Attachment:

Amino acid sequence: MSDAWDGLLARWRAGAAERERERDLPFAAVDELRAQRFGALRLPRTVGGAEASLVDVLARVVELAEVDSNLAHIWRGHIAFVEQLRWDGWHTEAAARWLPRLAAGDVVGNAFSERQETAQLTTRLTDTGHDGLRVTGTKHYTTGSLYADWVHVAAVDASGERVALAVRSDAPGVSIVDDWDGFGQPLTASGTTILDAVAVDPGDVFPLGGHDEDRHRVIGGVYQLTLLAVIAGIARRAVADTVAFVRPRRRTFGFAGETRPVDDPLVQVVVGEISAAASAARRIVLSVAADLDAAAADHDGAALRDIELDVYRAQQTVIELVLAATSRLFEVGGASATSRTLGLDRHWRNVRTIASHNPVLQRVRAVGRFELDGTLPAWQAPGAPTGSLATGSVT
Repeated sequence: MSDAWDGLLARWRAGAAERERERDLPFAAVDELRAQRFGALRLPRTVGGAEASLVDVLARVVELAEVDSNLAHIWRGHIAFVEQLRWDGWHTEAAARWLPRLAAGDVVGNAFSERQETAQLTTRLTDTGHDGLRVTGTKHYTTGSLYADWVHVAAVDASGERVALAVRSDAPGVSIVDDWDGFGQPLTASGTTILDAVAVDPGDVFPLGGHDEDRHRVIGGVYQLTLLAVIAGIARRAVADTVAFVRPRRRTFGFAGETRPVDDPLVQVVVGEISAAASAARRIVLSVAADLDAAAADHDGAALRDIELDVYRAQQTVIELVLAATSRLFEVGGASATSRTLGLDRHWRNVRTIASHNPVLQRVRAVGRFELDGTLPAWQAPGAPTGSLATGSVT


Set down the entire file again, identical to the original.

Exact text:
Amino acid sequence: MSDAWDGLLARWRAGAAERERERDLPFAAVDELRAQRFGALRLPRTVGGAEASLVDVLARVVELAEVDSNLAHIWRGHIAFVEQLRWDGWHTEAAARWLPRLAAGDVVGNAFSERQETAQLTTRLTDTGHDGLRVTGTKHYTTGSLYADWVHVAAVDASGERVALAVRSDAPGVSIVDDWDGFGQPLTASGTTILDAVAVDPGDVFPLGGHDEDRHRVIGGVYQLTLLAVIAGIARRAVADTVAFVRPRRRTFGFAGETRPVDDPLVQVVVGEISAAASAARRIVLSVAADLDAAAADHDGAALRDIELDVYRAQQTVIELVLAATSRLFEVGGASATSRTLGLDRHWRNVRTIASHNPVLQRVRAVGRFELDGTLPAWQAPGAPTGSLATGSVT
Repeated sequence: MSDAWDGLLARWRAGAAERERERDLPFAAVDELRAQRFGALRLPRTVGGAEASLVDVLARVVELAEVDSNLAHIWRGHIAFVEQLRWDGWHTEAAARWLPRLAAGDVVGNAFSERQETAQLTTRLTDTGHDGLRVTGTKHYTTGSLYADWVHVAAVDASGERVALAVRSDAPGVSIVDDWDGFGQPLTASGTTILDAVAVDPGDVFPLGGHDEDRHRVIGGVYQLTLLAVIAGIARRAVADTVAFVRPRRRTFGFAGETRPVDDPLVQVVVGEISAAASAARRIVLSVAADLDAAAADHDGAALRDIELDVYRAQQTVIELVLAATSRLFEVGGASATSRTLGLDRHWRNVRTIASHNPVLQRVRAVGRFELDGTLPAWQAPGAPTGSLATGSVT